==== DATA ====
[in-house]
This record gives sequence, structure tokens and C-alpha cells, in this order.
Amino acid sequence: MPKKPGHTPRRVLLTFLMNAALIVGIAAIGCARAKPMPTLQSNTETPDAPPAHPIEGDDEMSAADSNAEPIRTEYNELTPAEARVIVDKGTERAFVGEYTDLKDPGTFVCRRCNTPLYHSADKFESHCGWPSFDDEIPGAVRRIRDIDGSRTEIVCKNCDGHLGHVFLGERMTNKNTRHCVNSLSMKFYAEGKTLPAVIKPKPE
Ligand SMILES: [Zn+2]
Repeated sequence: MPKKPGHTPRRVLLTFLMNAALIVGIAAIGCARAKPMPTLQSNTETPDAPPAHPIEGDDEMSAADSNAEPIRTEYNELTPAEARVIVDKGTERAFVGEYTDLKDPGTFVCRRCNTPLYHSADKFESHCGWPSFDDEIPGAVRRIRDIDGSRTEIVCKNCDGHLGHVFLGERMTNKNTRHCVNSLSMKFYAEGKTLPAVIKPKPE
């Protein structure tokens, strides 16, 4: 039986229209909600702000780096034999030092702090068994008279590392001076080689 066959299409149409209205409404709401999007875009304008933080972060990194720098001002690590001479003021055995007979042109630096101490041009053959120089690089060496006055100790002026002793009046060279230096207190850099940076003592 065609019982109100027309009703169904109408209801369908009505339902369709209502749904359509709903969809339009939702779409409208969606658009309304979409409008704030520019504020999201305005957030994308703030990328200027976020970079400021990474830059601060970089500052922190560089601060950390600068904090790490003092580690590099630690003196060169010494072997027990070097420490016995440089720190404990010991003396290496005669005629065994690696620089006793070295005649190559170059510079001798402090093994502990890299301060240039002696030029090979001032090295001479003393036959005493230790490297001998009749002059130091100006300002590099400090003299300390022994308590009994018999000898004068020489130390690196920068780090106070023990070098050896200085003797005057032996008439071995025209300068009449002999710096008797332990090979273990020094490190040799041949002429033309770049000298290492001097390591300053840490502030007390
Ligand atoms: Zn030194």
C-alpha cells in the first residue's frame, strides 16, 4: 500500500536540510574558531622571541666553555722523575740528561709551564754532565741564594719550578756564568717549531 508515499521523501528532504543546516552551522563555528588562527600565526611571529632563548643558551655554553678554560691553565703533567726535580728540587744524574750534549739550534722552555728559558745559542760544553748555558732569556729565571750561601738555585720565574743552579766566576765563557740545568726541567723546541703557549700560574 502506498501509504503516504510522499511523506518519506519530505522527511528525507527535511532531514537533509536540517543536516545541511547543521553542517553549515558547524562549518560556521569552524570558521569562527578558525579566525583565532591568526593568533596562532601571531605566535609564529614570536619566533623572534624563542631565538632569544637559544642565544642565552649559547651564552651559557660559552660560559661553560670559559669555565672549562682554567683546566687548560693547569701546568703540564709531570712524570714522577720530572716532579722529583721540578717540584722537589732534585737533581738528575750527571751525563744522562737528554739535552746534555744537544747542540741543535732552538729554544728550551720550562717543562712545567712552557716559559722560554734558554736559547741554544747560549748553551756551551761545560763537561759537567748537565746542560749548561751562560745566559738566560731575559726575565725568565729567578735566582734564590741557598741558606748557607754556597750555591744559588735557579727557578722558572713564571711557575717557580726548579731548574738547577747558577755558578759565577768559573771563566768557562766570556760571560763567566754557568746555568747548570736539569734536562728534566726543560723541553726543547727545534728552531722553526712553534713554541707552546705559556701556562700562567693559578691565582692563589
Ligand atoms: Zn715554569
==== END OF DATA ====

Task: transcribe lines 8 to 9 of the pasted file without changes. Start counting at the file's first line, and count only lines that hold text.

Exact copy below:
C-alpha cells in the first residue's frame, strides 16, 4: 500500500536540510574558531622571541666553555722523575740528561709551564754532565741564594719550578756564568717549531 508515499521523501528532504543546516552551522563555528588562527600565526611571529632563548643558551655554553678554560691553565703533567726535580728540587744524574750534549739550534722552555728559558745559542760544553748555558732569556729565571750561601738555585720565574743552579766566576765563557740545568726541567723546541703557549700560574 502506498501509504503516504510522499511523506518519506519530505522527511528525507527535511532531514537533509536540517543536516545541511547543521553542517553549515558547524562549518560556521569552524570558521569562527578558525579566525583565532591568526593568533596562532601571531605566535609564529614570536619566533623572534624563542631565538632569544637559544642565544642565552649559547651564552651559557660559552660560559661553560670559559669555565672549562682554567683546566687548560693547569701546568703540564709531570712524570714522577720530572716532579722529583721540578717540584722537589732534585737533581738528575750527571751525563744522562737528554739535552746534555744537544747542540741543535732552538729554544728550551720550562717543562712545567712552557716559559722560554734558554736559547741554544747560549748553551756551551761545560763537561759537567748537565746542560749548561751562560745566559738566560731575559726575565725568565729567578735566582734564590741557598741558606748557607754556597750555591744559588735557579727557578722558572713564571711557575717557580726548579731548574738547577747558577755558578759565577768559573771563566768557562766570556760571560763567566754557568746555568747548570736539569734536562728534566726543560723541553726543547727545534728552531722553526712553534713554541707552546705559556701556562700562567693559578691565582692563589
Ligand atoms: Zn715554569